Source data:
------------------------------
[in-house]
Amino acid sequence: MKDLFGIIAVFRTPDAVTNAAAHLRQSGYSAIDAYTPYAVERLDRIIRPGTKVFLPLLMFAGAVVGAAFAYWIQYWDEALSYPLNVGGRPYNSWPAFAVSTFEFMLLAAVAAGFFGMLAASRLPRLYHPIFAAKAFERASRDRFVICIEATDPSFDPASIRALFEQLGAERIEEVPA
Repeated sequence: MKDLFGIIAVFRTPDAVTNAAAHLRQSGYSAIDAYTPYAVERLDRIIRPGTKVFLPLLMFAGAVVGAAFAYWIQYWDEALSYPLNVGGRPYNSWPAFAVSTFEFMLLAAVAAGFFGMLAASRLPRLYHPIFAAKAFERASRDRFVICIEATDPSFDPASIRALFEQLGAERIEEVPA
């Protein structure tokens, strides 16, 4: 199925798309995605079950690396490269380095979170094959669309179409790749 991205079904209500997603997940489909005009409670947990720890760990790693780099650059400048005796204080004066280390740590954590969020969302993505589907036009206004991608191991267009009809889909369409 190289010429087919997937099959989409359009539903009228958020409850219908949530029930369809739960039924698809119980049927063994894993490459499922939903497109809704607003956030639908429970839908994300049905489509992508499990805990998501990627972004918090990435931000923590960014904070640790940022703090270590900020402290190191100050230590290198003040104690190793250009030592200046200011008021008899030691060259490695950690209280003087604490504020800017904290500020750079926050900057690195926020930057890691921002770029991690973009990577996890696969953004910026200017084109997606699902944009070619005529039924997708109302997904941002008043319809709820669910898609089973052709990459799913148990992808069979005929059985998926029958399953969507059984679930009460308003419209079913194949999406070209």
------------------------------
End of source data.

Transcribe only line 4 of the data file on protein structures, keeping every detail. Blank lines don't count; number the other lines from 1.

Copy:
């Protein structure tokens, strides 16, 4: 199925798309995605079950690396490269380095979170094959669309179409790749 991205079904209500997603997940489909005009409670947990720890760990790693780099650059400048005796204080004066280390740590954590969020969302993505589907036009206004991608191991267009009809889909369409 190289010429087919997937099959989409359009539903009228958020409850219908949530029930369809739960039924698809119980049927063994894993490459499922939903497109809704607003956030639908429970839908994300049905489509992508499990805990998501990627972004918090990435931000923590960014904070640790940022703090270590900020402290190191100050230590290198003040104690190793250009030592200046200011008021008899030691060259490695950690209280003087604490504020800017904290500020750079926050900057690195926020930057890691921002770029991690973009990577996890696969953004910026200017084109997606699902944009070619005529039924997708109302997904941002008043319809709820669910898609089973052709990459799913148990992808069979005929059985998926029958399953969507059984679930009460308003419209079913194949999406070209």